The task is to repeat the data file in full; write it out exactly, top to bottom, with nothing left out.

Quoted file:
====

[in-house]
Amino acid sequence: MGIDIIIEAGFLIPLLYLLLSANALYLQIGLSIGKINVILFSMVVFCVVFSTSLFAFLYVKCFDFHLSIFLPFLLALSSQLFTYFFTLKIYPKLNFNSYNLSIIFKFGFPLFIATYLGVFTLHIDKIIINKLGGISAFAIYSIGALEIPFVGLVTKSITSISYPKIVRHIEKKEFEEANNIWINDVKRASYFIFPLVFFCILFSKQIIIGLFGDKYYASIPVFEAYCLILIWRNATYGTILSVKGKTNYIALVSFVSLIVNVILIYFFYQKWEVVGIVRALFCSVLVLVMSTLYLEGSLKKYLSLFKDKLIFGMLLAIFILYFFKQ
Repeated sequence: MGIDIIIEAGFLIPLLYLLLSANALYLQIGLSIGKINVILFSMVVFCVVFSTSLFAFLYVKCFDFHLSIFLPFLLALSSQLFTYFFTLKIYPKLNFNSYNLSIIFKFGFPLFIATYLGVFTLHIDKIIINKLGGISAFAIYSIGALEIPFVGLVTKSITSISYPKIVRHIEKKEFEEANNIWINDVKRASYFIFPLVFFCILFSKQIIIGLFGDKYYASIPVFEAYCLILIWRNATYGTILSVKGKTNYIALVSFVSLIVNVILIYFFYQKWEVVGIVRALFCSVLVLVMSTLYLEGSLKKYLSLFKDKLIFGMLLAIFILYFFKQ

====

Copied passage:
[in-house]
Amino acid sequence: MGIDIIIEAGFLIPLLYLLLSANALYLQIGLSIGKINVILFSMVVFCVVFSTSLFAFLYVKCFDFHLSIFLPFLLALSSQLFTYFFTLKIYPKLNFNSYNLSIIFKFGFPLFIATYLGVFTLHIDKIIINKLGGISAFAIYSIGALEIPFVGLVTKSITSISYPKIVRHIEKKEFEEANNIWINDVKRASYFIFPLVFFCILFSKQIIIGLFGDKYYASIPVFEAYCLILIWRNATYGTILSVKGKTNYIALVSFVSLIVNVILIYFFYQKWEVVGIVRALFCSVLVLVMSTLYLEGSLKKYLSLFKDKLIFGMLLAIFILYFFKQ
Repeated sequence: MGIDIIIEAGFLIPLLYLLLSANALYLQIGLSIGKINVILFSMVVFCVVFSTSLFAFLYVKCFDFHLSIFLPFLLALSSQLFTYFFTLKIYPKLNFNSYNLSIIFKFGFPLFIATYLGVFTLHIDKIIINKLGGISAFAIYSIGALEIPFVGLVTKSITSISYPKIVRHIEKKEFEEANNIWINDVKRASYFIFPLVFFCILFSKQIIIGLFGDKYYASIPVFEAYCLILIWRNATYGTILSVKGKTNYIALVSFVSLIVNVILIYFFYQKWEVVGIVRALFCSVLVLVMSTLYLEGSLKKYLSLFKDKLIFGMLLAIFILYFFKQ